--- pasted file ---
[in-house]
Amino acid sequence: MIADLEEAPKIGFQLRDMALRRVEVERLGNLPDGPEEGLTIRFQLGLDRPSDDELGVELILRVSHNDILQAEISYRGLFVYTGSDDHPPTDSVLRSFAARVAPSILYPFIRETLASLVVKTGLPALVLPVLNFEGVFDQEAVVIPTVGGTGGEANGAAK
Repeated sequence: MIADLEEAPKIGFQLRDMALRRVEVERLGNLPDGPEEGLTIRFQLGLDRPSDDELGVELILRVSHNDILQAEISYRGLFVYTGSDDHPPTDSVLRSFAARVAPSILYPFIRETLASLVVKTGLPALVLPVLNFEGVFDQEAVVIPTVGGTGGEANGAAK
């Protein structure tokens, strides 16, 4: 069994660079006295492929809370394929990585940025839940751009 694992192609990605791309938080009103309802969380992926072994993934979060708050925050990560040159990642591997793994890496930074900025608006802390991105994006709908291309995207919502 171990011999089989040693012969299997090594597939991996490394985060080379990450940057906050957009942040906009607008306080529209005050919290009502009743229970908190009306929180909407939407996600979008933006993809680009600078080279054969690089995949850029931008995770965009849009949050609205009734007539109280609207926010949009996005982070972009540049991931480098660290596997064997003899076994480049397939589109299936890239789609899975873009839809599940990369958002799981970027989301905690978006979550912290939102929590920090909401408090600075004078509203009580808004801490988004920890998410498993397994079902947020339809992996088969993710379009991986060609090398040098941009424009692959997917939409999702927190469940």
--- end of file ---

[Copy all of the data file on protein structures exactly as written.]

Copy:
[in-house]
Amino acid sequence: MIADLEEAPKIGFQLRDMALRRVEVERLGNLPDGPEEGLTIRFQLGLDRPSDDELGVELILRVSHNDILQAEISYRGLFVYTGSDDHPPTDSVLRSFAARVAPSILYPFIRETLASLVVKTGLPALVLPVLNFEGVFDQEAVVIPTVGGTGGEANGAAK
Repeated sequence: MIADLEEAPKIGFQLRDMALRRVEVERLGNLPDGPEEGLTIRFQLGLDRPSDDELGVELILRVSHNDILQAEISYRGLFVYTGSDDHPPTDSVLRSFAARVAPSILYPFIRETLASLVVKTGLPALVLPVLNFEGVFDQEAVVIPTVGGTGGEANGAAK
């Protein structure tokens, strides 16, 4: 069994660079006295492929809370394929990585940025839940751009 694992192609990605791309938080009103309802969380992926072994993934979060708050925050990560040159990642591997793994890496930074900025608006802390991105994006709908291309995207919502 171990011999089989040693012969299997090594597939991996490394985060080379990450940057906050957009942040906009607008306080529209005050919290009502009743229970908190009306929180909407939407996600979008933006993809680009600078080279054969690089995949850029931008995770965009849009949050609205009734007539109280609207926010949009996005982070972009540049991931480098660290596997064997003899076994480049397939589109299936890239789609899975873009839809599940990369958002799981970027989301905690978006979550912290939102929590920090909401408090600075004078509203009580808004801490988004920890998410498993397994079902947020339809992996088969993710379009991986060609090398040098941009424009692959997917939409999702927190469940």